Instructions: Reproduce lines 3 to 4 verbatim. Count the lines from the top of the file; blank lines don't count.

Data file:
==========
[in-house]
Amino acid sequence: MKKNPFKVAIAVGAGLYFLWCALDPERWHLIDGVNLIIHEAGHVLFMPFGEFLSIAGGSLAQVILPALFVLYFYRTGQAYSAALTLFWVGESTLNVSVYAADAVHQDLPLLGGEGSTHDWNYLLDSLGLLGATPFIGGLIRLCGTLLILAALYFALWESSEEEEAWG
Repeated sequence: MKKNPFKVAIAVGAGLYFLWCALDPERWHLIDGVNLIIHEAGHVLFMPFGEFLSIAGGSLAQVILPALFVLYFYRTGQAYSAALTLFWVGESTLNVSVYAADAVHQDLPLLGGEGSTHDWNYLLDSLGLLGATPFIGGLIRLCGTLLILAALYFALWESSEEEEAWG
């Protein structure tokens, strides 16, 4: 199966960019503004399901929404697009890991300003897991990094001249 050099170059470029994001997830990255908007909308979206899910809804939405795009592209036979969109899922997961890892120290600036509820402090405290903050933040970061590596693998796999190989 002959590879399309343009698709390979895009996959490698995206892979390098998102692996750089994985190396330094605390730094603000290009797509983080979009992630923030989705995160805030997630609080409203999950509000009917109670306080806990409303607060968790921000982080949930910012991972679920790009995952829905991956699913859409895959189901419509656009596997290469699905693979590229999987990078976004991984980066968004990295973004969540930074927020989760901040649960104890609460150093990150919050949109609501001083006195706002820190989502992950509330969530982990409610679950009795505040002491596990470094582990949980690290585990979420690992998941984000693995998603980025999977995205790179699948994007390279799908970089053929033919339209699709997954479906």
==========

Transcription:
Repeated sequence: MKKNPFKVAIAVGAGLYFLWCALDPERWHLIDGVNLIIHEAGHVLFMPFGEFLSIAGGSLAQVILPALFVLYFYRTGQAYSAALTLFWVGESTLNVSVYAADAVHQDLPLLGGEGSTHDWNYLLDSLGLLGATPFIGGLIRLCGTLLILAALYFALWESSEEEEAWG
């Protein structure tokens, strides 16, 4: 199966960019503004399901929404697009890991300003897991990094001249 050099170059470029994001997830990255908007909308979206899910809804939405795009592209036979969109899922997961890892120290600036509820402090405290903050933040970061590596693998796999190989 002959590879399309343009698709390979895009996959490698995206892979390098998102692996750089994985190396330094605390730094603000290009797509983080979009992630923030989705995160805030997630609080409203999950509000009917109670306080806990409303607060968790921000982080949930910012991972679920790009995952829905991956699913859409895959189901419509656009596997290469699905693979590229999987990078976004991984980066968004990295973004969540930074927020989760901040649960104890609460150093990150919050949109609501001083006195706002820190989502992950509330969530982990409610679950009795505040002491596990470094582990949980690290585990979420690992998941984000693995998603980025999977995205790179699948994007390279799908970089053929033919339209699709997954479906």